Lawrence Summers’ career focus has primarily been growth of the economy – seemingly at any cost, at times. Summers supported deregulation of the banking industry in the 1990s whilst as treasury secretary and many cite his repeal of certain laws (specifically, the Glass-Steagall Act) limiting activities that banks are allowed to undertake as a fundamental trigger for the financial crisis. The abolition of laws which ensured separation of commercial banking and securities firms allowed for the creation of Citigroup, JP Morgan Chase and other ‘mega banks’ that subsequently needed a financial bail-outs during the crisis of 2008-2009. The emergence of the shadow banking sector was also the result of a belief in deregulation which Summers worked towards realising. Still, in a climate of steady GDP growth this may have seemed an appropriate measure to take. In his defence, he had the vocal support of President Clinton in working to reduce regulation of the financial sector. Summers is unashamedly laissez-faire and working at the U.S. treasury during the economic boom years of the mid to late 1990s gave him unopposed opportunity to implement his ideals through changes to regulatory controls in the banking sector.
Few people saw the global financial crisis approaching. With the power of retrospect this seems absurd, as does the idea that economists who warned of its possibility were ignored and labelled as heterodox. In 2005 Raghuram Rajan, the chief economist on the International Monetary Fund presented at a conference in Wyoming, warning that the current structure of the finance system laid the groundwork for a “full-blown financial crisis”. Summers, who was in the audience, vocally objected by calling Rajan a “luddite” and claiming that a return to stringent banking regulation would stymie productivity. Summers’ inability to heed warning about impending economic instability at that time is cause for concern. Whilst most with a connection to or affinity towards the financial sector support Mr Summers, Janet Yellen is seen as the economist’s choice. She has particular favour with academic economists who admire her ability to accurately predict complex economic trends. To these economists, Summers is perceived as arrogant and unable to consider views which contradict his own. Unfortunately, this character assessment seems to be close to the truth.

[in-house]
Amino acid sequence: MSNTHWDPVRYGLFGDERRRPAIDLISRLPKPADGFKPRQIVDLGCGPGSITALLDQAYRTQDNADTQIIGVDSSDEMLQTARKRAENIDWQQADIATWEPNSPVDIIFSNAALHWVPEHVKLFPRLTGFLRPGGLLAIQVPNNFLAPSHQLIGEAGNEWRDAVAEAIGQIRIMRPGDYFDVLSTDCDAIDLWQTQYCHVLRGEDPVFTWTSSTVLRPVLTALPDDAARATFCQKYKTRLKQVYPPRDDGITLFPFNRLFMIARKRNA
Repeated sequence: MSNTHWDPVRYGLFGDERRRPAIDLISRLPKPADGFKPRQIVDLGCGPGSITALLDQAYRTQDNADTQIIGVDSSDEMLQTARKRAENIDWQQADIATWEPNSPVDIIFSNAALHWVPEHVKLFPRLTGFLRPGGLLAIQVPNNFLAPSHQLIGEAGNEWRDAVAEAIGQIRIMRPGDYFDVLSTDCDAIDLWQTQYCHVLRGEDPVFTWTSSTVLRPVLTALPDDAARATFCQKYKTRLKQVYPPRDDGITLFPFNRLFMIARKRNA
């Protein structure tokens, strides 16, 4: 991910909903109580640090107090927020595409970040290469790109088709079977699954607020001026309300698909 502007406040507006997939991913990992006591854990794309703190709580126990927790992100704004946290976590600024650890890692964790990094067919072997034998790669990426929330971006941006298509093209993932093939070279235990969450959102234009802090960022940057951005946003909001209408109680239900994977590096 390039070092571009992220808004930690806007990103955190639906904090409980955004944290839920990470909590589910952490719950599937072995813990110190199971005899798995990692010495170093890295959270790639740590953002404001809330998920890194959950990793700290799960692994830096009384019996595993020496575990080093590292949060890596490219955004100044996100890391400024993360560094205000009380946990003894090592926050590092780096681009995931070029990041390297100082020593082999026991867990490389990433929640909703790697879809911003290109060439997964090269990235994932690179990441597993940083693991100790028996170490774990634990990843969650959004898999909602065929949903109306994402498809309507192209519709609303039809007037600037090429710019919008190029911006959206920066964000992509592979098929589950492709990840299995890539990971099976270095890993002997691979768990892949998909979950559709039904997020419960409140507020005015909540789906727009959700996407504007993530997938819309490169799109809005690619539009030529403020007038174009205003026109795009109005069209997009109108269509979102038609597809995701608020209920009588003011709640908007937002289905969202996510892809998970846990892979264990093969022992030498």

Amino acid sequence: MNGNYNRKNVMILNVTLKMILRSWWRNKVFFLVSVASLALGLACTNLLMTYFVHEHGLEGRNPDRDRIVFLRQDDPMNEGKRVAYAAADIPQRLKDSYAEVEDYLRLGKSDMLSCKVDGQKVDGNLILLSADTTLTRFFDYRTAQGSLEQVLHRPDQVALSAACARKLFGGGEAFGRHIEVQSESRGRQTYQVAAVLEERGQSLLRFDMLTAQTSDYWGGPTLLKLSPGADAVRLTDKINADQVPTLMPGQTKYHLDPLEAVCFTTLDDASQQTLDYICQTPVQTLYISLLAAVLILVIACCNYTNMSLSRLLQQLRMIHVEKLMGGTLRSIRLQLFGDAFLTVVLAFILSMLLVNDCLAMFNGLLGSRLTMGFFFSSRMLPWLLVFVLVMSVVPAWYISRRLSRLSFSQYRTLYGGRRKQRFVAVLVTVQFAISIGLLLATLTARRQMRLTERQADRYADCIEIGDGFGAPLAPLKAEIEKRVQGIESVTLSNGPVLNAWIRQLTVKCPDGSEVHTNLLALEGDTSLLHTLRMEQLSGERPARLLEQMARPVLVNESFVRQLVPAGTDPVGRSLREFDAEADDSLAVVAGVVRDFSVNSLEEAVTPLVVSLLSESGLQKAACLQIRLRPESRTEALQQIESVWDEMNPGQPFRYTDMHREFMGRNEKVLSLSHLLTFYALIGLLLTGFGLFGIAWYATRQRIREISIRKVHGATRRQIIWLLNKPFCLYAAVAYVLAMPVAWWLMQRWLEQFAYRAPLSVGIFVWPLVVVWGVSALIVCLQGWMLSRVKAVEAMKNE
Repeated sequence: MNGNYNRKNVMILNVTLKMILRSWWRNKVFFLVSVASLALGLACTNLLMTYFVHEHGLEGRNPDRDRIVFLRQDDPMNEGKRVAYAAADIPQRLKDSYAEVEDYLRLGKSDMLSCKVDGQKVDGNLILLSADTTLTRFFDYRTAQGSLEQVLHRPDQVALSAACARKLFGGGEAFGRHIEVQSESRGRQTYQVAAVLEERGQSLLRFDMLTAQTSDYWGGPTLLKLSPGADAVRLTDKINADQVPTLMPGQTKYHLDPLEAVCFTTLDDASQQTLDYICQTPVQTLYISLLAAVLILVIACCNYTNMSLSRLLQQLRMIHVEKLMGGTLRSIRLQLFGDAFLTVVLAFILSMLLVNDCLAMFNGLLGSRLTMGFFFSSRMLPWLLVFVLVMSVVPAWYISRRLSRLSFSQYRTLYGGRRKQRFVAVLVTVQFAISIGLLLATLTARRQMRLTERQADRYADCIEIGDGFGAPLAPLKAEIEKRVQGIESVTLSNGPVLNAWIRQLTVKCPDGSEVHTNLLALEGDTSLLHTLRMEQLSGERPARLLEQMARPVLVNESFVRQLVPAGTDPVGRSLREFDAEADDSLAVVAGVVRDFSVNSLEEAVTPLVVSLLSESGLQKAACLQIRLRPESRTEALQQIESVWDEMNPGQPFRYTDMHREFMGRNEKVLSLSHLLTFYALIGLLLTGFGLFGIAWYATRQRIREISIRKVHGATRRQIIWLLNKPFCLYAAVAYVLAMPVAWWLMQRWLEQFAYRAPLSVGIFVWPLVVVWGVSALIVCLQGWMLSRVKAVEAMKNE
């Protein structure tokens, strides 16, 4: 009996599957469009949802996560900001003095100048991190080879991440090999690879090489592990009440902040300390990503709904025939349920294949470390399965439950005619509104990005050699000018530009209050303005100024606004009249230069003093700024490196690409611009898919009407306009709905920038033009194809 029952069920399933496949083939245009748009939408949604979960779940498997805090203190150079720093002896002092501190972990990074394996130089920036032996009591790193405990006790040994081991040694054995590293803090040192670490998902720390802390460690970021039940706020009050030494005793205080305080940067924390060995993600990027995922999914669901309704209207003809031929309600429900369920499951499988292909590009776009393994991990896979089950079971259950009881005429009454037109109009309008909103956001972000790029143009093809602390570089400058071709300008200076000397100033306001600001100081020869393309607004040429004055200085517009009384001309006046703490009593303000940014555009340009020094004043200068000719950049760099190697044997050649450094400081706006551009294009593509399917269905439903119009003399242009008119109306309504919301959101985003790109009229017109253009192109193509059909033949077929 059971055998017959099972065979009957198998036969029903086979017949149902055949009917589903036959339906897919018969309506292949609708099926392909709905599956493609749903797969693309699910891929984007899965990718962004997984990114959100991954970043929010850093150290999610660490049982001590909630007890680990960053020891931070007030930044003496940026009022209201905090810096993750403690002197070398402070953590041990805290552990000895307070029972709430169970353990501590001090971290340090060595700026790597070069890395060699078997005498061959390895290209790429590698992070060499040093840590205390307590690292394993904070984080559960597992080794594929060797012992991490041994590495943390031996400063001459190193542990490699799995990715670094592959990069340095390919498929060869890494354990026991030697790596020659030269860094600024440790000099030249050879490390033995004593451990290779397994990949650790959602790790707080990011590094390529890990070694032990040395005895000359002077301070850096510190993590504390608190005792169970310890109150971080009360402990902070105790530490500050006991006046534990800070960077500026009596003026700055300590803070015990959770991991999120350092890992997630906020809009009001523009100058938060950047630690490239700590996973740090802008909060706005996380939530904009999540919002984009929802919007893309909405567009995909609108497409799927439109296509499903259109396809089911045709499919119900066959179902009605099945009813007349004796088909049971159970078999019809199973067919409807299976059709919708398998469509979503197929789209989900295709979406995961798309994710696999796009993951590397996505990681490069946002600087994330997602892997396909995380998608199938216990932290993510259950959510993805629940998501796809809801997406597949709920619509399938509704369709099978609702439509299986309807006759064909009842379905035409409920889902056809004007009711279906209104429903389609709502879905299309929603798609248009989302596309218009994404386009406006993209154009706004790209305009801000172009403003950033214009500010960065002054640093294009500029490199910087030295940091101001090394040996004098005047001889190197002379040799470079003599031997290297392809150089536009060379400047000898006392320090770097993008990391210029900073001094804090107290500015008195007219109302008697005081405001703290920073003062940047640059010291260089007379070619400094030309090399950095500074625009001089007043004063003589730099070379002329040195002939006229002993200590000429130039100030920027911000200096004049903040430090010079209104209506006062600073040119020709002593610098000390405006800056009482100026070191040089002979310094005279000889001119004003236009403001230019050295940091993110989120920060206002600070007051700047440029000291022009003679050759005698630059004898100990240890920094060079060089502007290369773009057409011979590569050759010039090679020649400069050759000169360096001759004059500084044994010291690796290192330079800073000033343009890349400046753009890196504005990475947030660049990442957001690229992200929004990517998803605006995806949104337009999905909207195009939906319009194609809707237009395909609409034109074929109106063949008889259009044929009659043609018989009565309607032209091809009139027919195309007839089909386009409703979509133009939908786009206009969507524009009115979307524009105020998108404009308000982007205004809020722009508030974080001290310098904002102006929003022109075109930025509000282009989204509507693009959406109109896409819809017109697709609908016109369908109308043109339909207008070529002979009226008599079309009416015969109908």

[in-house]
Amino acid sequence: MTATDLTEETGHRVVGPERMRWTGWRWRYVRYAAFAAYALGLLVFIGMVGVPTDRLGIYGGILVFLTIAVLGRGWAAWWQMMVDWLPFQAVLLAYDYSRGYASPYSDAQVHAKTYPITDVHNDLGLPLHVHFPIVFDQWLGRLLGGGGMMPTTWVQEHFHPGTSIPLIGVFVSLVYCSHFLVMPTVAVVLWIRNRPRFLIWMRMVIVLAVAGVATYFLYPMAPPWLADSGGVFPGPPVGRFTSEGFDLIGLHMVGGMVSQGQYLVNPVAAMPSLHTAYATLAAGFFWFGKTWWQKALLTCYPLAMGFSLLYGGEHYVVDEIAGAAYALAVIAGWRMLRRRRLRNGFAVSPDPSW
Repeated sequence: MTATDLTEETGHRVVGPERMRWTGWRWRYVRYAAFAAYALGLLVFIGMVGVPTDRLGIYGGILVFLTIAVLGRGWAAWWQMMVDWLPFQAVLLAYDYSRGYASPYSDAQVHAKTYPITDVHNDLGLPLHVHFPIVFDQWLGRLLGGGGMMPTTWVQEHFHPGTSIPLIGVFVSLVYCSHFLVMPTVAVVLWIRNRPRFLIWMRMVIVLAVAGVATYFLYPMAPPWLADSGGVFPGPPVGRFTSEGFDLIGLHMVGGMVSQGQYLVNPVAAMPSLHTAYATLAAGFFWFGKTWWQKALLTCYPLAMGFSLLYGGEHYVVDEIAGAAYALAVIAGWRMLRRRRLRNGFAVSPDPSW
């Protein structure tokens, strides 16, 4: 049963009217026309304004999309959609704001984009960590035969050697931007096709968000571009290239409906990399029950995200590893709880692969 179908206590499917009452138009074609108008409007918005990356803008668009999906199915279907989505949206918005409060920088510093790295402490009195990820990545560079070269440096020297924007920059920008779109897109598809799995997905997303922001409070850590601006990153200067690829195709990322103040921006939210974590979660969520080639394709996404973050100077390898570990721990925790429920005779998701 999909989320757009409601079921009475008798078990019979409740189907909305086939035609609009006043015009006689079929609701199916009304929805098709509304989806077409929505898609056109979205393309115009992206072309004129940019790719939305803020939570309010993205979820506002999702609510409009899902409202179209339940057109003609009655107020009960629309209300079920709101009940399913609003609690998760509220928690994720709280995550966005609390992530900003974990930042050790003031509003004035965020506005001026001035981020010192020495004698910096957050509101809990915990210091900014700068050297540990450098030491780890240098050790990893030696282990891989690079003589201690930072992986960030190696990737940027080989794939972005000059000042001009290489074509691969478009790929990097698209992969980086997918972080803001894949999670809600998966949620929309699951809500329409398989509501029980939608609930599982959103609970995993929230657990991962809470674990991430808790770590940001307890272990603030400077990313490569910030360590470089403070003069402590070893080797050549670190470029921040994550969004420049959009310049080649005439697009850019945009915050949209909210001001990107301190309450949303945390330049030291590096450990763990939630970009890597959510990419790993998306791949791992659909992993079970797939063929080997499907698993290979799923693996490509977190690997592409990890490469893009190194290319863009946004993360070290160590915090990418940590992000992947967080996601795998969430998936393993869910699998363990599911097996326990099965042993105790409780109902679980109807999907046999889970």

It has been stated that Obama’s choice between Lawrence Summers and Janet Yellen will be the most important economic decision he makes during his presidency. He has in front of him two candidates who are extremely experienced and highly qualified, yet display quite disparate ideas about the role of the Federal Reserve and where its priorities should lie. In the past decade, the Fed has been criticised for failing to properly deal with financial bubbles, reacting ineffectively to the financial crisis, and showing more regard for those who are already financially comfortable in America whilst ignoring the glaring issue of inequality within the country. It seems that if Obama wants to show real commitment to helping the increasingly disillusioned middle and lower classes, he would be best to choose Janet Yellen. As a bonus, this decision would make Yellen the first female head of the U.S. Federal Reserve, and serve as important inspiration for women in the currently male-dominated profession of economics.